My model of the advantages of being young is that you simply have a greater appetite for risk, and therefore can take on higher volatility paths. This suggests that there is a huge pool of talent waiting to be unlocked amongst older people if we can find a way to change their attitudes to risk, either on a psychological level or by improving the safety net available to those who try and fail. Thoughts?
Can one be conformist and achieve great things? Are the two mutually exclusive
Are firms ever incentivised not to seek great talent?
Cliff Asness argues that the purpose of leverage is to diversify, not amplify. When used correctly, leverage therefore allows investors to take on the same level of risk but with a more diversified and higher return for the risk taken. How does this interpretation of leverage impact the ‘talent as leverage’ model?
What would be the steelman case against monetising talent curation?
Could talent spotting be a myth? I.e. that there are too many contingent / confounding factors actually to be able to assess it with any real insight?
Is talent culturally relative?
Applicants come in with some implicit prior about their own competence and potential (which will be very plastic because of their age). If an applicant wins, she finds out that Tyler thinks she is promising, and her confidence increases. But if she is rejected, she finds out that Tyler does not think she has much potential, and her confidence decreases. This may be net positive, because it is much more important to raise the ambitions of the very best people, but it does come at a cost. Under this model, Emergent Ventures works by transferring ambition from the simply great to the truly excellent. Average is over and Tyler killed it.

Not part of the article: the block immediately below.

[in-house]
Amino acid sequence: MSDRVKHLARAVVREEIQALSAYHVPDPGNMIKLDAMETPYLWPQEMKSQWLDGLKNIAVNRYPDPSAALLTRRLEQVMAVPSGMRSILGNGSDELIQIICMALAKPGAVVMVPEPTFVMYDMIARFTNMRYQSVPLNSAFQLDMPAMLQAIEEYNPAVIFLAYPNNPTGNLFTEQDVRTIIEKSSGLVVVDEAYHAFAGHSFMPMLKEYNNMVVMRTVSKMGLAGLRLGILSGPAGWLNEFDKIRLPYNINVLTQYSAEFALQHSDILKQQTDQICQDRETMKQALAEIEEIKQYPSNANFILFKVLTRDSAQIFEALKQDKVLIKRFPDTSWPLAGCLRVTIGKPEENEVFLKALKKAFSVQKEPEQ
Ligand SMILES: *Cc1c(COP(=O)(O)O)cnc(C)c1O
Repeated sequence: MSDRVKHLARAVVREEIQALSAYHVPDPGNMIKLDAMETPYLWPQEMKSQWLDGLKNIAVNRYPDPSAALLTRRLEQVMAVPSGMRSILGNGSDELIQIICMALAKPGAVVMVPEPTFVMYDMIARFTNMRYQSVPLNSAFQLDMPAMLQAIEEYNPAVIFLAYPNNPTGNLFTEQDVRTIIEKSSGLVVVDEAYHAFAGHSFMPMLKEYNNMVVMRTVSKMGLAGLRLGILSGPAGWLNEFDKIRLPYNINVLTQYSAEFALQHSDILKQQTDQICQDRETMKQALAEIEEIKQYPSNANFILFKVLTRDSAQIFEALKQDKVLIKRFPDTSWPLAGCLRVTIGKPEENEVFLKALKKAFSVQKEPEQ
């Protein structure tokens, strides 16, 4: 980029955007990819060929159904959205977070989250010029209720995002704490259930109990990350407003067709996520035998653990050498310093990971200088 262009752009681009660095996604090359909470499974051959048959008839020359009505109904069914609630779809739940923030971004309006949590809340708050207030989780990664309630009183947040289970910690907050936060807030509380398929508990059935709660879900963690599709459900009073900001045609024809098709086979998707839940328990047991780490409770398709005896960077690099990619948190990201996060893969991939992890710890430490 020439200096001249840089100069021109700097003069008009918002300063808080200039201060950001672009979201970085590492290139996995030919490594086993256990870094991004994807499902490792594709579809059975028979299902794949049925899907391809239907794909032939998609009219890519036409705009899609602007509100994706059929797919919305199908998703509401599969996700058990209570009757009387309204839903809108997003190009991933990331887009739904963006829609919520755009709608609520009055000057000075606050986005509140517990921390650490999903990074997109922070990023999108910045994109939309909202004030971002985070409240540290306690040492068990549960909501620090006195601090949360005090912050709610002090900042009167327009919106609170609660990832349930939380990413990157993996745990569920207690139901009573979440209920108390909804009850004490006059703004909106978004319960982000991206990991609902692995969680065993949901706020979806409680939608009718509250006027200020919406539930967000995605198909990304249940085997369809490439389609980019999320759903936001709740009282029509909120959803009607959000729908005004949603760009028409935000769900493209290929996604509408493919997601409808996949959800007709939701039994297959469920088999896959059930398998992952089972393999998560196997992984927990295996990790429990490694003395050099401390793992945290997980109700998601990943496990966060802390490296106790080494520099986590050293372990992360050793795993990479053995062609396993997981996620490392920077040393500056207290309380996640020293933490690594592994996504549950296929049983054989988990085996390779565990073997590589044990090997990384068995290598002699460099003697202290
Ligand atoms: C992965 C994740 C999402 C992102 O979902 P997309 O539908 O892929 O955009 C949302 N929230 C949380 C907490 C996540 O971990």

If this model is correct, one worry is that the young people who get picked out by this program are precisely the ones who didn’t need the help. The impact of philanthropy must be evaluated in comparison to the counterfactual in which it is not deployed. It is hard to imagine that a 17 year old building a fusion reactor in her garage or developing a new macroeconomic model for growth and sustainability isn’t already bound for greatness.
But we might be underestimating the extent to which mimetic forces will drive these kids towards low-volatility competitive tracks. Find a 30 year old who is on a mediocre career trajectory. If you ask him to tell you about the coolest thing he did before he turned 20, you often hear of some really interesting projects. A young writer who started a popular amatuer blog on ancient Rome in college is now churning out low value academic sludge. The coding prodigy who was a white hat hacker in high school is now nudging a few pixels here and there for Google.